Letter 422b

422b. Schelling to Carl Joseph Windischmann in Aschaffenburg: Munich, 30 June 1807 [*]

Munich, 30 June 1807

. . . The experiments have in the meantime progressed quite far. [1] I was surprised that in your essay you at least seemed not yet to have any acquaintance with the influence of the will (that is, the magical, non-mechanical). [2] Or did you prefer to remain silent about it as a μυστηριον? [3] The pendulum, the baguette, or whatever one substitutes for them, follows the decision of the will (or indeed even of faint thoughts) just as does the voluntary muscle, whose movement is in any case rotational. Hence our own muscles are in fact nothing other than divining rods that operate inwardly or outwardly — flexors, extensors — depending on what we want.

Form, figure, number, etc. all exert a determinative influence on the phenomenon. In some isolated observations and experiments, all this begins to exhibit a close connection with magnetic clairvoyance. [4]

In a word, here or nowhere is where the key to ancient magic is to be found — as you yourself also say — the final hindrance has been overcome, nature will come under the power of human beings, albeit not in the Fichtean fashion. [5]


[*] Sources: Plitt 2:119; Fuhrmans 3:445–46. — Response to Windischmann’s letter to Schelling in April 1807 (letter 421c). Back.

[1] Concerning the ongoing episode involving the alleged dowser Francesco Campetti, see the supplementary appendix on Caroline and Schelling’s interest in Francesco Campetti; also, e.g., Schelling’s letter to Hegel on 11 January 1807 (letter 420a) and Caroline’s letter to Luise Wiedemann on 31 January 1807 (letter 421). Back.

[2] See Windischmann’s letter to Schelling in mid-April 1807 (letter 421c), note 1. Schelling similarly mentions the “magical” influence of the human will in his letter to Hegel on 22 March 1807 (letter 421b). Back.

[3] Gk., “mystery.” In his previous letter, Windischmann had spoken of “greater mysteries” associated with these phenomena. Back.

[4] In the following nineteenth-century illustration, “Mademoisell Léonide Pigeaire, in a state of somnambulism, reads a book through a blindfold,” from Louis Figuier, “Le magnetisme animal: L’Académie de médecine reprend examen du magnétisme animal,” Les mystères de la science aujourd’hui 1 (Paris 1887), 397–423, here 417, illustration 53:


Unfortunately, Mademoiselle Pigeaire was unable to reproduce the experiment under more stringently enforced conditions. Back.

[5] A pointed juxtaposition to one of the fundamental positions of Fichte’s philosophy. See the succinct description of the latter in A Dictionary of Science, Literature, & Art: Comprising the Definitions and Derivations of the Scientific Terms in General Use, ed. William Thomas Brande and George William Cox, 3 vols. (London 1875), 3:353, s.v. Schelling:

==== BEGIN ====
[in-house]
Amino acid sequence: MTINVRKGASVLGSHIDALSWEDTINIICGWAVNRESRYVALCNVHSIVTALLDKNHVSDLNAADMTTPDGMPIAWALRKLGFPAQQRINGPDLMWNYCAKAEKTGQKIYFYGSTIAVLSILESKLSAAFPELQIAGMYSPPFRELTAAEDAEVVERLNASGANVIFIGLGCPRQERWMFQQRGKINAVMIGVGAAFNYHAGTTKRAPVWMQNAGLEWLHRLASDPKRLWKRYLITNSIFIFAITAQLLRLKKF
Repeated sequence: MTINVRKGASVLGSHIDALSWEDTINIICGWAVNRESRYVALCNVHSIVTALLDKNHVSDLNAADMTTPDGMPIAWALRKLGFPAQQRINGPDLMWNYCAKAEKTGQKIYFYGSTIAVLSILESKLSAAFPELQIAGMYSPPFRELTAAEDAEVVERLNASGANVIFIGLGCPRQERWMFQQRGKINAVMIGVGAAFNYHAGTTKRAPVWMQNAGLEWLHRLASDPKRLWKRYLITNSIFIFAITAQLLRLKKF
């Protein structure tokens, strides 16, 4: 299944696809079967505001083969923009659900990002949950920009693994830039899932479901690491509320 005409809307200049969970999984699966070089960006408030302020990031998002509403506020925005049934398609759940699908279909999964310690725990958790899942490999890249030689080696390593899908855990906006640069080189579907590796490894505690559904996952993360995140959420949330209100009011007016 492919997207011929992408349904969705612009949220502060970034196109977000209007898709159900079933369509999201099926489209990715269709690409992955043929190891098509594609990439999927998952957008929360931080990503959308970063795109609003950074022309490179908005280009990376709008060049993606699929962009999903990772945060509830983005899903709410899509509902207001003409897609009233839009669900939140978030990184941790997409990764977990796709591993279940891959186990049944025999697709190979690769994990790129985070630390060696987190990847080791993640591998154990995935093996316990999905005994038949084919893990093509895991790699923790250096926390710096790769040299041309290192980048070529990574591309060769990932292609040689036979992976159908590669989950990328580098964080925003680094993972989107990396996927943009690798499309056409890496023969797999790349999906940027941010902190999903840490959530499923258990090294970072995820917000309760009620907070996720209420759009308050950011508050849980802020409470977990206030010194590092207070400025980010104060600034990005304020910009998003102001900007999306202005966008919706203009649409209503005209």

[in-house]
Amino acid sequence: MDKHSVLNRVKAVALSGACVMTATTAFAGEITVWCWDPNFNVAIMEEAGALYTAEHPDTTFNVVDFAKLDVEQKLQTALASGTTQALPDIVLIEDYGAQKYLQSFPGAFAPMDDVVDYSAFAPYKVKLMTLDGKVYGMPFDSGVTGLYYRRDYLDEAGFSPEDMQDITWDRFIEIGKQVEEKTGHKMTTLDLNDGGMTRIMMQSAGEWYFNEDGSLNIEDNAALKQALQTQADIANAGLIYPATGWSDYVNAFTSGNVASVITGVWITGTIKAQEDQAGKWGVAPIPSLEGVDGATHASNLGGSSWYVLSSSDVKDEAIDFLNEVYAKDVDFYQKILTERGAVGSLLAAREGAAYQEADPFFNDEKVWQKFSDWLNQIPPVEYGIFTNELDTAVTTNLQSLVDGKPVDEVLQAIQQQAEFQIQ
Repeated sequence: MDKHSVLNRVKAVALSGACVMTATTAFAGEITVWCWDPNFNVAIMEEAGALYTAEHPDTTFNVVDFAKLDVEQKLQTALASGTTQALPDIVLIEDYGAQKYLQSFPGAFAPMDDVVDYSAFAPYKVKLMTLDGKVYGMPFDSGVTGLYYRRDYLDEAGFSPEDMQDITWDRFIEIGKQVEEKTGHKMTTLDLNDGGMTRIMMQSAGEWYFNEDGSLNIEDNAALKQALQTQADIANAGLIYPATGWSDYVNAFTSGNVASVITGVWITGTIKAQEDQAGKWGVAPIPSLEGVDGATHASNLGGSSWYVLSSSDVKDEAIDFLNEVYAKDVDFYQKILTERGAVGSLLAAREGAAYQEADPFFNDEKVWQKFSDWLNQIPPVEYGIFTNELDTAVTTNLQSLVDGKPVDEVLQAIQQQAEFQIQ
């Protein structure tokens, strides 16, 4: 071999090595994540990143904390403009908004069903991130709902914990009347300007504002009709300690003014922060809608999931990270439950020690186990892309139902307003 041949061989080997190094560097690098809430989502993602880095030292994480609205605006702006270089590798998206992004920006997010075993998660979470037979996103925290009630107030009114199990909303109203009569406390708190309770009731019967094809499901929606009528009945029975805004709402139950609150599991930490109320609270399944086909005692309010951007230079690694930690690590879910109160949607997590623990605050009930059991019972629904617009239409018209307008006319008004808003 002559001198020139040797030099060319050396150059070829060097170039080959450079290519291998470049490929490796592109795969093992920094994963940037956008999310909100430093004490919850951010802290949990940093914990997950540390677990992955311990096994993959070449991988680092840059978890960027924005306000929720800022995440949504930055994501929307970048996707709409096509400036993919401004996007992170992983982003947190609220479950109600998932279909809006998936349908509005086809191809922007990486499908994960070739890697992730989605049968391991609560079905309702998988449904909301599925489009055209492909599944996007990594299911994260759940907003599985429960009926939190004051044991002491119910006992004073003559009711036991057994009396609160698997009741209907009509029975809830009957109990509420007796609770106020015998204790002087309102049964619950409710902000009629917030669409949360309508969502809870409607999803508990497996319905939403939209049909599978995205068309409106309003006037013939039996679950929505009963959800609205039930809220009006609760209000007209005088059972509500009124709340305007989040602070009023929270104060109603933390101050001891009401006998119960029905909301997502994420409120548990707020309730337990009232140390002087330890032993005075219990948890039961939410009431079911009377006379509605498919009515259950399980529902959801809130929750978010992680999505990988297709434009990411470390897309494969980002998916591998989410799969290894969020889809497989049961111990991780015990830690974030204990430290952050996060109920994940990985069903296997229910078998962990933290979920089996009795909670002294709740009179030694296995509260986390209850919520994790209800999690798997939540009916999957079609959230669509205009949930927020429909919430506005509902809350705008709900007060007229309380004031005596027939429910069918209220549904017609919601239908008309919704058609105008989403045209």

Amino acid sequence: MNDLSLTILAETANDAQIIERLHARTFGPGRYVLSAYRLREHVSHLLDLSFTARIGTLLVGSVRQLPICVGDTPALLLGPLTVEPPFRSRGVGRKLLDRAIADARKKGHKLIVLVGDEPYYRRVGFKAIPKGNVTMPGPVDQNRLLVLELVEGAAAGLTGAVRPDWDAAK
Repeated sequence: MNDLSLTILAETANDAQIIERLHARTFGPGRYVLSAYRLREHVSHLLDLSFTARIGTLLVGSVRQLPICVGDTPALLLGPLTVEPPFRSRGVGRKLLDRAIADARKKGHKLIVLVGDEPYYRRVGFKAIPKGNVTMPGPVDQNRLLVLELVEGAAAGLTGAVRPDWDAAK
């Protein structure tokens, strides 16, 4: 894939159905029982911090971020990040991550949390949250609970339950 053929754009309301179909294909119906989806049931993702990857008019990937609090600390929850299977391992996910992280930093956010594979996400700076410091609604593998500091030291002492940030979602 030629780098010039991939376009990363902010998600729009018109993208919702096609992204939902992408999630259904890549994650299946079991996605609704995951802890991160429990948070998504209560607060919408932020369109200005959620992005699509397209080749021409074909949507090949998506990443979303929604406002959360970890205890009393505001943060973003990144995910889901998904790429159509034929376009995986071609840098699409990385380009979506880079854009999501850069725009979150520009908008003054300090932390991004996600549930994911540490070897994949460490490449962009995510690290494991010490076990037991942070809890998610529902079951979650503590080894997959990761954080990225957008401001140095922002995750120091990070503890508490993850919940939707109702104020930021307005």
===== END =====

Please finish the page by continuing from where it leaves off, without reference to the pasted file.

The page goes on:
However, true philosophical science cannot admit of any such [previously discussed] contrariety of intellect and feeling; and to establish their identity, or at least to combine them in unison, was the problem which Fichte attempted to solve. Fichte’s philosophy is marked chiefly by the way in which he carried, to its extreme result, the idealistic tendency of Kant.

In the Wissenschaftslehre we have a system of pure and absolute idealism. The existence of a material world is here denied unconditionally; the real exists only so far as it is necessarily conceived by us; so that the external world is purely a creation of our conceptions, and the real is a product of the ideal.

To use the language of Fichte, the ego is absolute, and posits itself; it is a pure activity. As its activity, however, has certain indefinable limits, when it experiences this limitation of its activity it also posits a non-ego, and so originates the objective world. The ego, therefore, cannot posit itself without at the same time projecting a non-ego; which, consequently, is in so far the mere creation of the ego.

With the mediate knowledge of reflection, by which Fichte attained to this speculative result, he combined for practical ends the authority of immediate consciousness. As, he argued, it is from the impulse of the ego to activity that the non-ego arises, the absolute ego stands to the intelligent ego in the relation of a cause to its effect. But although the absolute practical ego is absolutely free, and the sole principle of all reality, so as to posit the world in opposition to itself, and to be its cause, it has, nevertheless, a subjective limit to its operation.

This is the idea of duty which the consciousness immediately announces to man as an unconditional authority and obligation; which, however, is not subversive of the freedom of the ego, but is simply an impulsive motive to its activity. Now, so far as the ego attempts to realise this duty, it tends to a moral order. He who does his utmost to establish this moral order, comes near to the Deity, and enters upon his true and proper life. Back.

Translation © 2018 Doug Stott